For instance, acquiring a registration letter from the Ministry of education takes two weeks and before getting that letter, an Asian passport holder needs to achieve a desirable TOEIC or TOEFL score of which will take almost another a week. Added to that is the costly translation of every English document you have in Thai and then have it authenticated at the Philippine Embassy. And the registration letter from the Ministry of Education is just ONE document needed by the immigration officer. It is a lot easier to acquire a work permit when one is working at a public school or in the colleges or universities.

After three months of VISA RUNS at the border, I was able to secure a NON-B VISA at the Bangkok Immigration bureau. I feel sorry for those Filipino teachers whose ‘life’ in Thailand depends on their VISA RUN exits. Sitting almost a day is bearable but paying almost 1,500 Baht every border run, that is if you avail for tour agencies’ services, is already costly to a Filipino teacher.

Now, the processing of a work permit for your 3-month NON-B VISA usually takes a month in Bangkok. Common papers are required like your employment contract, school’s license and registration, etc. Added to this is the teacher’s license (depending on your educational status) which takes in a form of a letter. Applying at the Teachers’ Council of Thailand for a license isn’t that difficult but one should know the kind of letter given to you by the licensing officer. It could be any of the following ( based on the list of the Ministry of Labour) : guarantee letter; permission letter for teaching without a license; receipt letter which shows the license is under process and that the applicant can teach without a license; and a ‘paper of defining exemption of license.’ Getting this “license” from the Teachers Council of Thailand might take you a day to a week depending on the documents you have submitted.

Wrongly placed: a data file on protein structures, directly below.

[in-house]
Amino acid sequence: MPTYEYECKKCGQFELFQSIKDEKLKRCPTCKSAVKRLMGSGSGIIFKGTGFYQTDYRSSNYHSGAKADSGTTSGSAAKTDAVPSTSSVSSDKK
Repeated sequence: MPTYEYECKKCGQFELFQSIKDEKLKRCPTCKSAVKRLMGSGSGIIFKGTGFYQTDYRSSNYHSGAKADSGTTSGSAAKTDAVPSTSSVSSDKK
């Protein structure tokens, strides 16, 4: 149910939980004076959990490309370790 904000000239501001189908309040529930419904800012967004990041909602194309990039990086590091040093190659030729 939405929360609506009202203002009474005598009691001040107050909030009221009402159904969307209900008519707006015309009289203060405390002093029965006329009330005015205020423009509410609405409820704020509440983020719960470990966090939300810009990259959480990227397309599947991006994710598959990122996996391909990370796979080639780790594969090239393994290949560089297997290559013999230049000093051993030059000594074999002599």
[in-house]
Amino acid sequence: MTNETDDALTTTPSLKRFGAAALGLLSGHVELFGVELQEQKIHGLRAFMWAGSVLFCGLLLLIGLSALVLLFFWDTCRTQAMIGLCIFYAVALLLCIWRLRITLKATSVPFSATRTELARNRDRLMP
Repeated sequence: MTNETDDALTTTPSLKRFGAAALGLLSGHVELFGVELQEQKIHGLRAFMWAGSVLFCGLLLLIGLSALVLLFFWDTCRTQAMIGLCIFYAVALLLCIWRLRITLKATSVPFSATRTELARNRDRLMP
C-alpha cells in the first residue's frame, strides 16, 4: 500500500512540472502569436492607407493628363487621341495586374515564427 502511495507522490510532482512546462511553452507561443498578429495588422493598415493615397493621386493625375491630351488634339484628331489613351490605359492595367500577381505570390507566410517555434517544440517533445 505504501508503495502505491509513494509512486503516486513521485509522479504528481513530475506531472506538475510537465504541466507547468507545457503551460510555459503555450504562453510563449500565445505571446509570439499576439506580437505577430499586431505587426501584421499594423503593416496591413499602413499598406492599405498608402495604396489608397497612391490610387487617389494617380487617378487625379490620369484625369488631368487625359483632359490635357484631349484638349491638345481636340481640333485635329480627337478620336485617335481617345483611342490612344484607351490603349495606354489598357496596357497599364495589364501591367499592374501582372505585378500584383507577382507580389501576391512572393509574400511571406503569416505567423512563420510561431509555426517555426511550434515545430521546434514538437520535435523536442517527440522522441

Once you have submitted all the necessary documents for your work permit at the Ministry of Labour, then wait after seven days before you could get your work permit booklet.

And that’s the story of “Mr. NON-B VISA and Mrs. Work Permit.” The next chapter of the story focuses on extending your VISA and work permit. And believe me, when you understand the plot and characters behind the first story, everything will be much easier to take in the pressure and stress you’ll get on your next ‘journey.’

The other story I want to re-emphasize next is the difficulty of not only acquiring VISAS and work permits in Thailand but GETTING A FAIRLY COMPENSATED JOB now that many Filipino teachers are overflowing in the city of Bangkok. Questions like: What future does a Filipino Teacher in Thailand have? How did the big number of Filipino teacher applicants play a big role in the employment arena? What attitudes do Filipino teachers have towards accepting a job in Thailand? How do other foreign teachers view a Filipino teacher nowadays? Find out the answers! Keep on visiting this blog.